Garden Journal: Week of 9/5

Howdy! My name is Lily Cartwright, and I am a first year from Port Aransas, TX, now, a proud intern at the TJ Demo Garden!

I enrolled in UVa’s School of Engineering and Applied Science with the goal of becoming an environmental engineer. Why work in a garden if I could be doing technical engineer-y work all day long? Well, besides the fact that digging your fingers and toes into the rich soil and encouraging plants to grow rockets up levels of well-being, I hope this experience will help me to design large-scale, sustainable, holistic farming methods that enable big agribusinesses and livestock companies to reduce their unhealthy environmental impact.

Toto, we are not in Texas anymore!

One of the big environmental scares of the modern world is the excess of nitrogen on Earth. Luckily, there are plants that naturally counteract this issue! Peanuts and clover are two plants in the TJ Demo Garden that farmers popularly use as rotation crops because they act as nitrogen sinkholes. These “green manures” take nitrogen out of the atmosphere and fixate it in the soil, enriching that soil for whatever grows there next.  (The website http://www.n-print.org/N-Calculator was created so you can calculate your very own nitrogen footprint!)

Clover, happily consuming nitrogen.

One of the most surprising things that I utterly adore about Virginia is the abundant, almost excessive, even massive(!) amount of rain that falls here. In the first week of school, Charlottesville had already had what felt like 5 times the rain I’ve seen in Texas over the past year! While this explains why everything is so verdant, recent rainfall has washed out some of our nicely mulched garden pathways. Thus, Saturday was full of wheel barrow-ing our delightfully musky mulch down the hill to the garden and spreading new pathways between the beds.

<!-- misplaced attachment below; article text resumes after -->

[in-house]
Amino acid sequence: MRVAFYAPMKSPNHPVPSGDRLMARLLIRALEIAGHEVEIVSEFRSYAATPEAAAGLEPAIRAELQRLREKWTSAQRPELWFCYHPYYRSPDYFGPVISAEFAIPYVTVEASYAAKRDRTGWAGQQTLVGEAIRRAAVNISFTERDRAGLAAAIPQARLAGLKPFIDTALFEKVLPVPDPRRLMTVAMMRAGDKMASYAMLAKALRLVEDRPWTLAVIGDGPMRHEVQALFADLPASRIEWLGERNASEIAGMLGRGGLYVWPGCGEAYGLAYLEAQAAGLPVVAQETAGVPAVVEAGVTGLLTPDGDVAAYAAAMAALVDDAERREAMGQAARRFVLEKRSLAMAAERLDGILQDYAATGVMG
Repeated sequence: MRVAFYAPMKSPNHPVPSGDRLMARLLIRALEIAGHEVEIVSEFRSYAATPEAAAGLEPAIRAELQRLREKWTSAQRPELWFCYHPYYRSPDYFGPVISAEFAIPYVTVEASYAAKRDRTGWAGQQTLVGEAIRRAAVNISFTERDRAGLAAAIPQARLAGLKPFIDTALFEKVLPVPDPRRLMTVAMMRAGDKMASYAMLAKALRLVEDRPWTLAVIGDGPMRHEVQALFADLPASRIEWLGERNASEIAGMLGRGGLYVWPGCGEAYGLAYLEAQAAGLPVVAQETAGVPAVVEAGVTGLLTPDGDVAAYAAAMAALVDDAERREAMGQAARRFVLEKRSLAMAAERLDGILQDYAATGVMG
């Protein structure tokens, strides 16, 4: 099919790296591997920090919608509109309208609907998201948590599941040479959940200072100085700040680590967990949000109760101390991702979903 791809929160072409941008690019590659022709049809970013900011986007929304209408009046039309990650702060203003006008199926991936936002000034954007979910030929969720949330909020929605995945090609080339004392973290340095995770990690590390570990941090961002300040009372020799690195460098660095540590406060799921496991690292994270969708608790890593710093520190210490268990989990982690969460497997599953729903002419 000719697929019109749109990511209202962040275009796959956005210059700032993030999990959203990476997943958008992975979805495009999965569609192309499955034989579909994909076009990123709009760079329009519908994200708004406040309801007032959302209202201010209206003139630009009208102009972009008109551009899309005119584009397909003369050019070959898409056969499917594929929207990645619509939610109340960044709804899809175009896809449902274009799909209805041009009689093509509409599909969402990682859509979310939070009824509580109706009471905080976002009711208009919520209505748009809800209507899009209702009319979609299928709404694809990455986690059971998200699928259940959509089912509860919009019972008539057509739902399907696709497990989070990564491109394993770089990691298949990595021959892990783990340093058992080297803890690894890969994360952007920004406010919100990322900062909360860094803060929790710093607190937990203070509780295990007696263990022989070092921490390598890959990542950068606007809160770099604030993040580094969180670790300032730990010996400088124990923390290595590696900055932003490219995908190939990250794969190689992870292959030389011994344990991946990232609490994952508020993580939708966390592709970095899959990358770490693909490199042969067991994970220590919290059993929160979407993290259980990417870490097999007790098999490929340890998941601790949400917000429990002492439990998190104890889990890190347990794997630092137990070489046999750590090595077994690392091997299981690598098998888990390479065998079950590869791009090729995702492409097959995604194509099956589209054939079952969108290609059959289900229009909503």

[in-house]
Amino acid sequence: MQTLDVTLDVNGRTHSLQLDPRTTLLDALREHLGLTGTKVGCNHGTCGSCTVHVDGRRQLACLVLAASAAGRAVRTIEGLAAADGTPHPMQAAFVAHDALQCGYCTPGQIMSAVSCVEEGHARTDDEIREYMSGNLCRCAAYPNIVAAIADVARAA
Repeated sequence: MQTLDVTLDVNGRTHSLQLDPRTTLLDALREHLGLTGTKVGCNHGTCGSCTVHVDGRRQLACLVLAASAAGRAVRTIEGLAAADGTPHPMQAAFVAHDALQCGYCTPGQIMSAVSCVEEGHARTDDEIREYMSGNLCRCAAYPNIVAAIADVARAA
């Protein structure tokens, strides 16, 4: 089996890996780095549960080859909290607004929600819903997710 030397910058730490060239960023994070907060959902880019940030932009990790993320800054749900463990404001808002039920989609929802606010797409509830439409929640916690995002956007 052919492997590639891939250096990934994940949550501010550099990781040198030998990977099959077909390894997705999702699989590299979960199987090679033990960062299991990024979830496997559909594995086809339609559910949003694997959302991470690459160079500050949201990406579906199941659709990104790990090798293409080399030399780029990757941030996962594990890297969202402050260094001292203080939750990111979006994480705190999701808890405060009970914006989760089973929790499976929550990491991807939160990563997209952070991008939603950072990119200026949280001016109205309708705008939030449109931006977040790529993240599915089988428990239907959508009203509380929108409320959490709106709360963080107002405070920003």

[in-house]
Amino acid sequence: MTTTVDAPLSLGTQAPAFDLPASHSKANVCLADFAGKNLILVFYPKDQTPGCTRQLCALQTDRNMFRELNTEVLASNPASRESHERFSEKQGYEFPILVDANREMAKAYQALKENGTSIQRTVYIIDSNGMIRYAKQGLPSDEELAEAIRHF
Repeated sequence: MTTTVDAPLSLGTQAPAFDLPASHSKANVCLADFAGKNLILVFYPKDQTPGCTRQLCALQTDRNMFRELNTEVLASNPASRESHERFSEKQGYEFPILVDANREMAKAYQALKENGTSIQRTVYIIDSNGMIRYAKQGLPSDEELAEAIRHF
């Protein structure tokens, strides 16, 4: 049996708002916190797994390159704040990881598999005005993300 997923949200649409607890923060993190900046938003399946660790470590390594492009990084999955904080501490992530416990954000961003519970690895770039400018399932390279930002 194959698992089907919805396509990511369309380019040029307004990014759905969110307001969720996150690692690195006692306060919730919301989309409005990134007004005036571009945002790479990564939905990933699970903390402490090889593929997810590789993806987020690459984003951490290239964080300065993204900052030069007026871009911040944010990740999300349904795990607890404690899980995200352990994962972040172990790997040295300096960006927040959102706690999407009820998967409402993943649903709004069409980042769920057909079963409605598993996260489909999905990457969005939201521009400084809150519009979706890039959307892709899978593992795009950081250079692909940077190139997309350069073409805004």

Lots of mushrooms have popped up, thanks to all this rain!

Oh! Even more exciting news!

Have you ever seen a plant and wanted to know its name? Or known of a plant, then wondered if it was useful? Well, your days of longing will come to an end should you saunter through our newly labeled garden! We were so excited to finally dig into the moist beds and install our new slate signs, which list each plant’s Latin name, common name, and uses. Oh, the beauty of knowledge!

That's me, installing our beautiful signs.

A new sign for a new nasturtium plant.

Our workday culminated with calendula dead-heading, and we gave a tour to some Hereford residents who had just returned from a morning trip to the downtown farmer’s market, where they purchased local, organic produce for a cooking demo that night.

Calendula: the flowering herb that keeps on giving.

All in all, a grand performance for a sunny September Saturday! Cheers to many more!

~Lily~

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